Sunday, February 20, 2011

Did Your Parents Praise You?

Sub-Title: The Power of Feedback!

In an earlier posting I wrote about “Who Should I Be.”  That article outlined a process of thinking, planning and executing your career aspirations.  Now, I like to talk about how I got to know myself better.   For me, an effective way to get to know me better is through good feedback.  Unfortunately, getting good feedback is difficult.  There is a tendency for the people I know not to give me the “real thing.”  Their feedbacks are mostly very general and tended to be statements that didn’t hurt me.  I, too, had the same difficulty of giving accurate feedback to others.

Culturally or maybe by superstitious practices, Chinese parents in particular do not praise the children. Some even give their children nicknames after animals.  There is Ah Kow (dog), Ah Too (pig), or Ah Goo (cow).  This is to ensure that the bad spirits will mistake them for the animals and not harm the children.  When others praise their kids, the praises are quickly dismissed.  The parents may be proud of their children but they will not say it out.  It becomes very difficult to know if your parents are proud of you.  I learn to identify certain behaviors of my parents that indicated good and not so good feedback.  My mother cooking my favorite dish when I visited her could be positive feedback.  Then it could just be love.  Mom doesn’t have to be proud of me to love me.  Her love is unconditional.

Great Speech! I am so proud of you.
Getting accurate feedback at work is just as difficult.  It is our tendency not to hurt another person’s feeling.  So feedbacks are softened with non-specific statements.  I know that those bitter “pills” will make me better in the future.  Unfortunately many of us are not good at giving effective feedback.  So should I disregard them even when they are non-specific?  Of course not!  I learn to ask questions to clarify them and to try to understand what the person really meant.  My questions are to clarify my behaviors or actions – what did I do on that situation and whether it positively affected them.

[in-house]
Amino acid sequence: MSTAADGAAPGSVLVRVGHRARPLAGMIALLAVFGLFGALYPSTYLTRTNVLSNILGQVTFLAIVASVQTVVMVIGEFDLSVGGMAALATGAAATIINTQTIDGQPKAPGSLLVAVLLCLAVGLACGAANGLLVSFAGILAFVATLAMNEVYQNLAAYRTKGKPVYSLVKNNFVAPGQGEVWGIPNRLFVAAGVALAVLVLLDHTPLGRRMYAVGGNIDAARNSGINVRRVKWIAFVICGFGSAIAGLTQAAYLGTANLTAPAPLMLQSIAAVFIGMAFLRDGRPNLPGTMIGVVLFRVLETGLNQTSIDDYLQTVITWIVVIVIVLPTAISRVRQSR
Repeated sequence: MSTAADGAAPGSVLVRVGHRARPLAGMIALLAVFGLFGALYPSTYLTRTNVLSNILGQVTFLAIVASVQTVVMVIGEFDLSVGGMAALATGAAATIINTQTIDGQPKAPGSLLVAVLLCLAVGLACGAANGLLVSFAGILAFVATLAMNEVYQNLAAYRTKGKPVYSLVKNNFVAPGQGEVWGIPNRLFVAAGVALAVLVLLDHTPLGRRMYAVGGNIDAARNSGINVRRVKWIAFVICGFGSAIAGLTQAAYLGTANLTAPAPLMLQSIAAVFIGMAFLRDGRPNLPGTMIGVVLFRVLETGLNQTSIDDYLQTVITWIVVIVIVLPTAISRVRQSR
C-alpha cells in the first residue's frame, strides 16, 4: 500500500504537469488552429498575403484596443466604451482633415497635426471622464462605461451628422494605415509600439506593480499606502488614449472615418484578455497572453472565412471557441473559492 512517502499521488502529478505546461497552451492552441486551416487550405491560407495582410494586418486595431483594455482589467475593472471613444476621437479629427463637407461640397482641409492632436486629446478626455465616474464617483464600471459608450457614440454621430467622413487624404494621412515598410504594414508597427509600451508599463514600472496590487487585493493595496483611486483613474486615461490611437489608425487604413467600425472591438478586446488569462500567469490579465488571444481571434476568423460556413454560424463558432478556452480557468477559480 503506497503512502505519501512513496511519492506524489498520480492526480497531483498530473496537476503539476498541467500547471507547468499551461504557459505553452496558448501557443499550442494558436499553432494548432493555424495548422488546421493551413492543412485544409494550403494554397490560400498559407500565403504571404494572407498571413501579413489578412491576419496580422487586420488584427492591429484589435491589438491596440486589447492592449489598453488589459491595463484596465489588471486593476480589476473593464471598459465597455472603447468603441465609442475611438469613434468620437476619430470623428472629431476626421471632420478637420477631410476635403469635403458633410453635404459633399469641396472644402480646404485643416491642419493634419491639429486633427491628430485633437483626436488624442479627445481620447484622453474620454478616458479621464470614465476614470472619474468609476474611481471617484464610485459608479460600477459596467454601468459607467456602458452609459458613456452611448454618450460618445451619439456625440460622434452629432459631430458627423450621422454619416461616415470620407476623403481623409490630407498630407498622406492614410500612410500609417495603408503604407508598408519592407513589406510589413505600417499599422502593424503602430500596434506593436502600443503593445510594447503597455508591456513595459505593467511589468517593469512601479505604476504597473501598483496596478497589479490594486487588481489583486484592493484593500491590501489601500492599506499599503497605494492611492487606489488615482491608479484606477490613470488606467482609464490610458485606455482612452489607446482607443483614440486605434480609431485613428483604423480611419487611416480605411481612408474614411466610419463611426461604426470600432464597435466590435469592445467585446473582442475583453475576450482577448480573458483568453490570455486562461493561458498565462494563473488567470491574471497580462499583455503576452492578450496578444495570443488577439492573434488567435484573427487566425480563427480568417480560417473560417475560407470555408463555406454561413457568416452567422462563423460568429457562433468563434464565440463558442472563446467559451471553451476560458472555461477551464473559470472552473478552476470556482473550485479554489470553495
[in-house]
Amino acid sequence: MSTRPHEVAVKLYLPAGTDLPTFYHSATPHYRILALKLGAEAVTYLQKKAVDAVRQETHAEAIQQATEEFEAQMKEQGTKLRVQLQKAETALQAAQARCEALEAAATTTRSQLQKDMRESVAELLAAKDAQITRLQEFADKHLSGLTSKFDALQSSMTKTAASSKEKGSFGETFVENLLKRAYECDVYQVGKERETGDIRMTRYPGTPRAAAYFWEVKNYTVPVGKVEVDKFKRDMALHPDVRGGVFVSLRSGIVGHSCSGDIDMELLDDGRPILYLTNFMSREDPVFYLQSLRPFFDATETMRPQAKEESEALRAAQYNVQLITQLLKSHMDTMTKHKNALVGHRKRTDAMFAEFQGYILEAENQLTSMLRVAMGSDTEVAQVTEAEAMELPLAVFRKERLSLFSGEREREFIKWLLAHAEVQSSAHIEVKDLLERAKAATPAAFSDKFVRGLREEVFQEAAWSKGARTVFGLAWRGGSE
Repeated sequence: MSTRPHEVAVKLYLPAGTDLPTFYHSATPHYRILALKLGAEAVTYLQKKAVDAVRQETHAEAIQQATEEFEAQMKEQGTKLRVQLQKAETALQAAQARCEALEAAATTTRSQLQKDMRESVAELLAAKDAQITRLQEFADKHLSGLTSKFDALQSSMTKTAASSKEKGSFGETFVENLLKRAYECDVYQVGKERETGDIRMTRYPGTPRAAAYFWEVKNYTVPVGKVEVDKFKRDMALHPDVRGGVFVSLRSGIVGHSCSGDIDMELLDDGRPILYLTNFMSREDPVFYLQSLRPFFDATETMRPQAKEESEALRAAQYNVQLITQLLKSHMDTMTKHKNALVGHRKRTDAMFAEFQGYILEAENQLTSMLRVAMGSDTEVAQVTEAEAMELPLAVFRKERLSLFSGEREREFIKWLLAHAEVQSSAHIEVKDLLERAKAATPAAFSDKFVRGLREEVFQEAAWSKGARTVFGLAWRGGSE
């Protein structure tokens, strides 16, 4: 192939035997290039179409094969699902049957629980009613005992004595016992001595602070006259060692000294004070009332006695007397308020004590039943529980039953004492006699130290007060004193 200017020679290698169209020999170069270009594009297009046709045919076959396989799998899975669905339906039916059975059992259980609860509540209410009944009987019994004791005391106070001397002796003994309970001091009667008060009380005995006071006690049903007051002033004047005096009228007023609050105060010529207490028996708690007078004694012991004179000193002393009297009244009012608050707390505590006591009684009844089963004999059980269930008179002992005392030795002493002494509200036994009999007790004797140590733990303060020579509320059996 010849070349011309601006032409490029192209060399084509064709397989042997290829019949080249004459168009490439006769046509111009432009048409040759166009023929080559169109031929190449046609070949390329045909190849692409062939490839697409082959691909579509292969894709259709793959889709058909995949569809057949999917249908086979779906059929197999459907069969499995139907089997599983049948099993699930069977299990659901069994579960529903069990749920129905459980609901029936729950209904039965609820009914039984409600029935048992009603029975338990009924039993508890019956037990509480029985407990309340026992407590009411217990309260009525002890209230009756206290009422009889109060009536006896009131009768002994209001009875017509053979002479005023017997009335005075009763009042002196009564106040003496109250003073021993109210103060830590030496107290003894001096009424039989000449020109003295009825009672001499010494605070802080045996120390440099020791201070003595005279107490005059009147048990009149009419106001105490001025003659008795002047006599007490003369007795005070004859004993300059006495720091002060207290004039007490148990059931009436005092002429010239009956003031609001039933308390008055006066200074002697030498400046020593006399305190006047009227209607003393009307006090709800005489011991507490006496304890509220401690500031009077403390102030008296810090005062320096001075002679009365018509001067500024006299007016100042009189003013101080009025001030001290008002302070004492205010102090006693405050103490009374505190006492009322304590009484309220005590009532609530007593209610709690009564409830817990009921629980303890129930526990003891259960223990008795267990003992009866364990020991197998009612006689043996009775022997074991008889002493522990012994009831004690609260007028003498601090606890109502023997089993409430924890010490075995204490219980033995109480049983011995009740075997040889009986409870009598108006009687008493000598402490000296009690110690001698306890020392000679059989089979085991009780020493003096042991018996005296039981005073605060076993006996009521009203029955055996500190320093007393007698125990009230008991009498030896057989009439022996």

There are also tools and instruments that can provide information about one's behaviors, characteristics and traits.  These instruments help me understand my tendencies, my motivation and what “turns me” on.  They are not a one-time snapshot of me but more so, given a particular situation, how would I act or react.  It is interesting to complete these assessments and to see how well one correlates to the findings.  I have used a number of instruments.  Some are quite specific while others generally describe my characteristics.  I have used Myers-Brigg’s Type Indicator (MBTI), StrengthsFinder from Gallup, Caliper Profile from Caliper, Life Style Inventory (LSI) from Human Synergistics and others.  Whatever the instruments used are, they will be useful if it can be interpreted well, plans made and actions taken to improve oneself.  So to know more about your inner self, get yourself profiled with an instrument that is validated.  Get a knowledgeable person to interpret the findings.  Use the results to develop a plan to become better.  Then constantly ask for feedback to understand the effect your actions have on people and results.

Despite growing up in a culture that does not give good feedback, I have learned to “find” myself.  I get effective feedback by asking clarifying questions and using the information to continue to improve myself.   Remember that a good feedback will contain 3 important elements.  These are the situation that necessitates actions, the actions you took and the impact or result of those actions.  When receiving feedback or giving feedback make sure those three elements are there.  I wish you well in your endeavor to give and get good feedbacks.


  1. The part on mom's love being unconditional really touched me. My mom was just that - loving her children unconditionally. Now that I am an adult with my own children, I praise them and tell them I am proud of them when warranted. Thank you for your suggestion on making the feedback specific. It will come across more sincere. Regards, AB

  2. Dear AB, thank you again for your comment. I use the same principle when providing references. After all, references are feedback of sort. So I make sure that I outline the situation, talk about what the person did and the results the person achieved. One point that I didn't mention in the article is that, where possible, feedback should also be timely. Best regards, KL


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